Core instability and poor back care can destabilise our building block and can cause postural issues and malalignment of our body, resulting in direct back pains which can be assisted with back braces and supports…
What is Back Care Awareness Week?
Back Care Awareness was established for people to pay more attention to our general back care and maintenance. It may seem obvious that our backs are a vital part of the human body but do we actually know how to care for it the right way? Orthotix Clinical Director, Chris Law has shared his knowledge and insight into the importance of taking care of our backs.
Why is it essential to look after our backs?
The human skeleton makes up about 20% of a person’s body weight and contains 206 bones, of which the spine/back is made up of 26. Our spine is divided into three spinal groups: Cervical vertebrae (7 bones found in the head and neck area), Thoracic Vertebrae (12 bones found in the upper back and are linked to our ribs.) and the Lumbar Vertebrae (5 bones found in the lower back.
Our skeletal system’s main function is to provide support for the body. For example, our spinal column provides support and alignment for the head and structure for our torso, as well as protection and accommodation of our central nervous system. It also gives protection to our internal organs from injury. For example, the thoracic spine and inclusion of its cage protects the heart and lungs.
The spine, allows for a multitude of movement. Muscles throughout our back connect to bones through tendons. These connections allow the spine to move in many ways. It’s therefore important to ensure we look after our spines, and it’s associated soft tissues. Core instability, and poor back care can destabilise our building block and can cause postural issues and malalignment of our body, resulting is direct back pains, referred pains in our shoulders and neck, lower limb nerve pains and discomforts, including impingement pains and sciatica, plus issues with digestion, circulation, and breathing.
Common back conditions and symptoms?
Trauma and injury results in a majority of ‘Red Flag’ back pains. These can include such things as fractures, slipped or herniated disks, tumours (metastasis) and instability from cancer treatments. It can also be attributed to conditions including scoliosis, postural lordosis/kyphosis, and pathologies such as spina bifida. Degenerative problems and conditions such as degenerative disc diseases, osteoporosis and inflammatory arthropathies are also key contributors to back pain and postural stance alignment. These can all cause skeletal deformities, and nerve related problems as a result from high-risk spinal cord compression.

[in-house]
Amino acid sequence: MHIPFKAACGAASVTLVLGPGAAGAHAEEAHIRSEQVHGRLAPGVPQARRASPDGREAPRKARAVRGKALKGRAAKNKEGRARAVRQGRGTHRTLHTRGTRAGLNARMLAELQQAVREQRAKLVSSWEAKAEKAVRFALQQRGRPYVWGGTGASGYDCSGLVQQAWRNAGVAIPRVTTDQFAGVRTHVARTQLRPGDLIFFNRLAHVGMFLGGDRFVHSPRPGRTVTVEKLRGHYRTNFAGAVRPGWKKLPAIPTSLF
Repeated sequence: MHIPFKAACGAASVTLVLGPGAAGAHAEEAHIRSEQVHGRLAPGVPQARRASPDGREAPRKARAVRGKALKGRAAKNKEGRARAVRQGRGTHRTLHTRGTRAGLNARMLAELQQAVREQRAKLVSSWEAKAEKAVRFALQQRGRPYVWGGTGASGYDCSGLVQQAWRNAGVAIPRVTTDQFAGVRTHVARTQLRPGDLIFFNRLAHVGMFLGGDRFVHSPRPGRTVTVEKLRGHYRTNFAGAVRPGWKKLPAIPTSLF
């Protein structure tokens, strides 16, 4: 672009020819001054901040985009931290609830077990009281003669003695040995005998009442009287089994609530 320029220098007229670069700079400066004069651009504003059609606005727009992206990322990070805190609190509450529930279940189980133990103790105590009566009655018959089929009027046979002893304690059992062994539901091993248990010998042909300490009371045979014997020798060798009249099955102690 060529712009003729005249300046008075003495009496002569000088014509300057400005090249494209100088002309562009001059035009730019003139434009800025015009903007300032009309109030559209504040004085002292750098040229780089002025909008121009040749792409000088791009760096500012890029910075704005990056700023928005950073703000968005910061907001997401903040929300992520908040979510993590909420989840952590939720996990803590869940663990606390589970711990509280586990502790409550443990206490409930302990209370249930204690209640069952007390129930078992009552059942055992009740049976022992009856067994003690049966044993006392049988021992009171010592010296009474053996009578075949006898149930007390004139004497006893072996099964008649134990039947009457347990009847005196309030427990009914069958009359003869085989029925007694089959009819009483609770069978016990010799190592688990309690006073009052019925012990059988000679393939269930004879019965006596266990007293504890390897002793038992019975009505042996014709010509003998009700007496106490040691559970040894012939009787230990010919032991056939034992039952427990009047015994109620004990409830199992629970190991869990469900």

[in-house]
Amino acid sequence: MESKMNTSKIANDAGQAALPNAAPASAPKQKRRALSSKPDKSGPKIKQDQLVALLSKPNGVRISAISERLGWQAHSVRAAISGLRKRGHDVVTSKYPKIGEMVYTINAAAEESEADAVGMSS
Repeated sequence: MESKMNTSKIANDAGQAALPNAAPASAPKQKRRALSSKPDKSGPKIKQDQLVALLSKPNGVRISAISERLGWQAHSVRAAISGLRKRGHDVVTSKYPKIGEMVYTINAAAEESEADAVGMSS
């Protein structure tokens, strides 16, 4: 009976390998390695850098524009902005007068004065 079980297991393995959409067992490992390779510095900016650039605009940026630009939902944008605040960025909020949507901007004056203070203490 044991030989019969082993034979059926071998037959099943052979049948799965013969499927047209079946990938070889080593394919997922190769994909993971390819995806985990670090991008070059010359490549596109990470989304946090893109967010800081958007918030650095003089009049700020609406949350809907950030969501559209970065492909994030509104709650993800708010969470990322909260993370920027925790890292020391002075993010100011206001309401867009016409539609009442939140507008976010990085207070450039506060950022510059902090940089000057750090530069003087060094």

Outside of ‘Red Flag’ diagnosis which require specific treatments, general back pain and back discomforts are often diagnosed as non-specific.
Non-specific back pain
This usually means back pain comes from a non-identifying reason and is usually attributed to being mechanical. Back pains manifest from pour posture, pour lifting technique, and result in sprains and strains to our muscles and connective tissues. Factors such as genetics, age, wear and tear, general fitness levels and body weight are also influencing.
Most non-specific back pain is reported to be in the lumbar (lower back), however can also manifest in the mid back, between the shoulder blades, and up into the base of neck. Symptoms usually are pain, which worsens with movement and activity. Altered posture, muscle spasms, numbness and tingling pains that commonly reported as symptoms. Pains can be referred, usually coming into your legs, and can include stiffness with difficulty to move freely. Sometimes it can feel like your legs are giving way despite the issue coming from your back.
Symptoms can come on quickly and can be very acute and painful, or could come on after an event, and a period of rest. Non-specific back pains do however generally settle down with time and rest. Rehabilitation via back supports or back bracing to improve core stability, and to help improve posture, allows for our connective tissues to have a break, and back pains to further reduce. Include the use of back supports/bracing with back focused exercise, you can support and strengthen the weakness, and improve back alignment and improve poor posture.
Recommendations Non-specific back pain
Non-specific back pain usually gets better on its own over time. Recurring back pain usually results from continued improper body mechanics and can be prevented by avoiding movements that jolt or strain the back, and by maintaining better posture, and lifting techniques. Many work-related injuries are caused by repetitive lifting, improper technique, and awkward posture.
Recommendations for keeping the back/spine healthy is to regularly exercise and keep fitness levels up. Keep the exercise low-impact, and age-appropriate. Try to specifically target and strengthening lower back muscles and abdominal muscles. Maintaining a healthy weight and keeping a low BMI is advised as this will lessen mechanical stress coming through the back, by naturally decreasing its load.
Key considerations for assistive supports include:
Use ergonomically designed seats and cushions at home and at work
If you are office based, try to walk around periodically, gently stretching to relieve tension
Use a rolled-up pillow behind the small of your back to support your lumbar
If you are a manual worker, ensuring correct footwear is being used.
Ensure you get a heavier duty back brace when lifting heavier objects, helping reduce repetitive strain and to help protect the back from injury.
Lift from the knees, and squat down to pick up items. Don’t bend through your spine
If you suffer from knee pains, consider bracing your knees for extra support